Last week Toyota launched its next generation of transmissions, hybrid drivetrains, and Dynamic Force engines, which will begin showing up in production vehicles from next year, possibly starting with the new Camry.
At the event, the company told Reuters that it was considering allowing its drivetrain components, including engines and transmissions, to be sold to rival automakers.
Toshiyuki Mizushima, president of Toyota's drivetrain division, told the news wire: "Toyota suppliers produce a lot of technology which can only be used by Toyota. We want to change that to a system where we develop technology with our suppliers at an earlier stage ... so they can make that technology available to non-Toyota customers."
At present, Toyota develops most of its drivetrain components with suppliers that are partially or wholly owned by Toyota or the Toyota group of companies.
While this allows engineers from both sides to work together more tightly than they would otherwise do, it often means that parts and systems end up only being applicable to vehicles within the Toyota family.
If this change does happen, there could be a number of benefits. Firstly, Toyota believes that it will accelerate the industry's progress with low emissions vehicles.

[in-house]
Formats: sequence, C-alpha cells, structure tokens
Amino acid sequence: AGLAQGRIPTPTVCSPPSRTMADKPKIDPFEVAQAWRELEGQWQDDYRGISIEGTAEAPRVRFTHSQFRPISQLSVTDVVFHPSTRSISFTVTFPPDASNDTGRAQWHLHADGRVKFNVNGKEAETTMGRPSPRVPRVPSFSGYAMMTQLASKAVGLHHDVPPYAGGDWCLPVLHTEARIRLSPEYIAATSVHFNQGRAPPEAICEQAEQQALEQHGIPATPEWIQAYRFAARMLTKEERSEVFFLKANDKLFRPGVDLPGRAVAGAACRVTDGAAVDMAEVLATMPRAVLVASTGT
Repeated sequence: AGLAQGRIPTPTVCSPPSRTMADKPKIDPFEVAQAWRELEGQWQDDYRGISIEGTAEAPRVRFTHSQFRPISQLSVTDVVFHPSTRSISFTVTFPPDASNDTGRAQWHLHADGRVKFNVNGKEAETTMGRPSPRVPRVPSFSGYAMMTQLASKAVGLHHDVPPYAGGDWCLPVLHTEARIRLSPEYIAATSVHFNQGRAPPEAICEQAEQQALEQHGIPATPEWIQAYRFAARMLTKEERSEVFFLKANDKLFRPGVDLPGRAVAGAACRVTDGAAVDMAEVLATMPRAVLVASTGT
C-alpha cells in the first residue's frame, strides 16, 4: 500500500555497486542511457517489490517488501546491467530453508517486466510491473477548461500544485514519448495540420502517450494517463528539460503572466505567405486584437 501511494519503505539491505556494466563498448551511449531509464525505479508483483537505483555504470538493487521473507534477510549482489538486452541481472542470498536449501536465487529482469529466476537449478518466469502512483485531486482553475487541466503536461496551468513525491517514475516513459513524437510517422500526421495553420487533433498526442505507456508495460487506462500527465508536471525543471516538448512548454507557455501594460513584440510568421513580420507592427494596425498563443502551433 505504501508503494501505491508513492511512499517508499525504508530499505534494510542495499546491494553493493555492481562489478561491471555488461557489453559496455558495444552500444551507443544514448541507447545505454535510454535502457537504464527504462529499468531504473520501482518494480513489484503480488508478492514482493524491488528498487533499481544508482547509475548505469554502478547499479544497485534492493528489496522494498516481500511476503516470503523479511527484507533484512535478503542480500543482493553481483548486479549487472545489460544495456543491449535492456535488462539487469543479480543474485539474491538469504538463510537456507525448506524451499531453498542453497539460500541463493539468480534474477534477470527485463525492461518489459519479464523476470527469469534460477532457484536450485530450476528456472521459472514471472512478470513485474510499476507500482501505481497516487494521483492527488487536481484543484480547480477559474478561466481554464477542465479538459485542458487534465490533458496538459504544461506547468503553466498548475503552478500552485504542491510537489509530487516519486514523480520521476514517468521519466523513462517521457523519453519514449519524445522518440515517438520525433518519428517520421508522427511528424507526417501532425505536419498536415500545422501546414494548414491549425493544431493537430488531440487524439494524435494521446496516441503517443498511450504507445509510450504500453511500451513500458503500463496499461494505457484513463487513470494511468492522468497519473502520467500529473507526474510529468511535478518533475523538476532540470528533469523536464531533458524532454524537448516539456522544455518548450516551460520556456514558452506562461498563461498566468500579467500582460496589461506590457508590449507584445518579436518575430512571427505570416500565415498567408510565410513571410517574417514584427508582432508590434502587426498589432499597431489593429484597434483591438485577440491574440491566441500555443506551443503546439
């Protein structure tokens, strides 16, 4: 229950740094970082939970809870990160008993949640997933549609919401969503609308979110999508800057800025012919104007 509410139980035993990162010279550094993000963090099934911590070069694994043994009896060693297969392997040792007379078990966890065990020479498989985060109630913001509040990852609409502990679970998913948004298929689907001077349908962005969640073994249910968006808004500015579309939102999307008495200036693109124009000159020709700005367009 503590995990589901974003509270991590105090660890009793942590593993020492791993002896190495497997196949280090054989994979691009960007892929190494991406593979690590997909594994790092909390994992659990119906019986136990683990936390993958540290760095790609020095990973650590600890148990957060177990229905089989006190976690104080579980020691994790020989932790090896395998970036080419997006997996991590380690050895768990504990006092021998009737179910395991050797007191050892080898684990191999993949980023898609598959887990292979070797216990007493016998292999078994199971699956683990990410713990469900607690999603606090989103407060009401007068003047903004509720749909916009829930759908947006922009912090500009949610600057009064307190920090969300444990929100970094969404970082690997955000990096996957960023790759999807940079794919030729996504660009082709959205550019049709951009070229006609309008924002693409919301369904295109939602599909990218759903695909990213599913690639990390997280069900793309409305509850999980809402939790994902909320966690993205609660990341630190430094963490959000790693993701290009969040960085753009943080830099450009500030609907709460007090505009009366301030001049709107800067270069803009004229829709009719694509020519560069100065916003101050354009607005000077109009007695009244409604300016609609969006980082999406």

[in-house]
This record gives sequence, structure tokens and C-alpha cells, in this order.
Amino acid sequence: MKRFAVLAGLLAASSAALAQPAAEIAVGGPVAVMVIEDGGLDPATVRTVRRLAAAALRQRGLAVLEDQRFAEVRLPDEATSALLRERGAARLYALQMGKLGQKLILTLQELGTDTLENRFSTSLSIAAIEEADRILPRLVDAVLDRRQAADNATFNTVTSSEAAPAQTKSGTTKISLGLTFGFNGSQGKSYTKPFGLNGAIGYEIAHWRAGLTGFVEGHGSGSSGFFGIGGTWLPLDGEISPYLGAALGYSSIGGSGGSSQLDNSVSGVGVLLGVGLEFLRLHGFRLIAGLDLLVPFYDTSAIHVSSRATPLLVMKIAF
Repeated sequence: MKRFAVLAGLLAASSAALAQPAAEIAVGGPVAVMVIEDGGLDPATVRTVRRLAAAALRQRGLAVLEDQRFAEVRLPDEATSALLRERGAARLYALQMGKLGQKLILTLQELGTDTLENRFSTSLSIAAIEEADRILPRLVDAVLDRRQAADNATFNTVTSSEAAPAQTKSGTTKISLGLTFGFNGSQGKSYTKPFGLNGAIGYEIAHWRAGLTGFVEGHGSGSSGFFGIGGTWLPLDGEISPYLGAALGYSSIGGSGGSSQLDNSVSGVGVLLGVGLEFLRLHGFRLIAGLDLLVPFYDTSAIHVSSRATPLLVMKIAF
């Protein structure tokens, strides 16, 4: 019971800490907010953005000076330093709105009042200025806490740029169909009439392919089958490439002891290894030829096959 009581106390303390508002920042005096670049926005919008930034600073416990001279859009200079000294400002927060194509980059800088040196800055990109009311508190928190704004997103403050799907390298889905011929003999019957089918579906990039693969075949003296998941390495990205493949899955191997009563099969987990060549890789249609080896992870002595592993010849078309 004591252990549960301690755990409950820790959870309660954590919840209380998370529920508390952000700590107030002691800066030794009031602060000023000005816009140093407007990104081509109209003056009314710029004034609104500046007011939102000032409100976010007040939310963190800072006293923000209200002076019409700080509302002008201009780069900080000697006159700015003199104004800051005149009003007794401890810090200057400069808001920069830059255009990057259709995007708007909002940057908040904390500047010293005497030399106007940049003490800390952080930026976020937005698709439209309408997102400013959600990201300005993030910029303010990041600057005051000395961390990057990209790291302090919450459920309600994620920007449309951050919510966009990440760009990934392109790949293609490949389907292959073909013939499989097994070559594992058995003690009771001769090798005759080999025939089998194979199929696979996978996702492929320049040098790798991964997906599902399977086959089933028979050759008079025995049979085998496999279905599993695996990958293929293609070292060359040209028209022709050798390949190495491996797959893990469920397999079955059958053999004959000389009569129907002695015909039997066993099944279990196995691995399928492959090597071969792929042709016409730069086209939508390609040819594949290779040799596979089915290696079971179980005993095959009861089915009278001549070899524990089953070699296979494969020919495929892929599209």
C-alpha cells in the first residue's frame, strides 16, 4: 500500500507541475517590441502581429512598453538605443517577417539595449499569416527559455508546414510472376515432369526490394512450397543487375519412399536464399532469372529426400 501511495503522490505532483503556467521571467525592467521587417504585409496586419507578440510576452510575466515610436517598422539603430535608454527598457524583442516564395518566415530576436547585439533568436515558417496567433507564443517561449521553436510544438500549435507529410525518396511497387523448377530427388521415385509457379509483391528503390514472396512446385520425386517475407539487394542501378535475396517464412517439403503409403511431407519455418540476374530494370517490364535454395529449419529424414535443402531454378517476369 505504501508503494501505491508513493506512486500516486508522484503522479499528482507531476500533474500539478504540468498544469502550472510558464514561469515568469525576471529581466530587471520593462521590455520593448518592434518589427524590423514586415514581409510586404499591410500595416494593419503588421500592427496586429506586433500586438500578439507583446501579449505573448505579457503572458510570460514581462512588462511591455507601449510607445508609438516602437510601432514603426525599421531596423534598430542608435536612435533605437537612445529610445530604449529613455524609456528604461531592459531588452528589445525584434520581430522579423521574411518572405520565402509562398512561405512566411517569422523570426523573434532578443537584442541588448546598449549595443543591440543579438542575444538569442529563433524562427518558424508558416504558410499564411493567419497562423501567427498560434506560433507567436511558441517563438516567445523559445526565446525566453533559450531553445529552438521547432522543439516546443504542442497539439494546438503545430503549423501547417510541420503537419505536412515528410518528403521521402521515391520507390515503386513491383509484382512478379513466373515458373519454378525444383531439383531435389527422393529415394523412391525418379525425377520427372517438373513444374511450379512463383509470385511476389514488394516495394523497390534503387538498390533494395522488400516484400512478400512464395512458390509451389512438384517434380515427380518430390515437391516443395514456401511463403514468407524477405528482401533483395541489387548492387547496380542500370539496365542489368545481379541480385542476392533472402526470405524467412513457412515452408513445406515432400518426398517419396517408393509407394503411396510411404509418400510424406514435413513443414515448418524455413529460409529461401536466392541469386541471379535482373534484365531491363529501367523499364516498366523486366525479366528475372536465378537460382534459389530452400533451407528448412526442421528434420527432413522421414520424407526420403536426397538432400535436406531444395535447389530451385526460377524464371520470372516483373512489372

Perhaps, just as importantly, it would allow Toyota's suppliers to broaden their customer base. At present, Toyota is responsible for around half of Denso and Aisin's component sales. Companies from the Toyota family hold a 30 per cent stake in each of Denso and Aisin.
The change would also improve economies of scale at a time when research and development costs are rising, with alternative energy, vehicle automation and connectivity requiring car makers of all stripes to increase budgets.
Given market trends, some within Toyota believe that a car's mechanical aspects are becoming less and less of differentiating factor between brands and companies.
MORE: Toyota news and reviews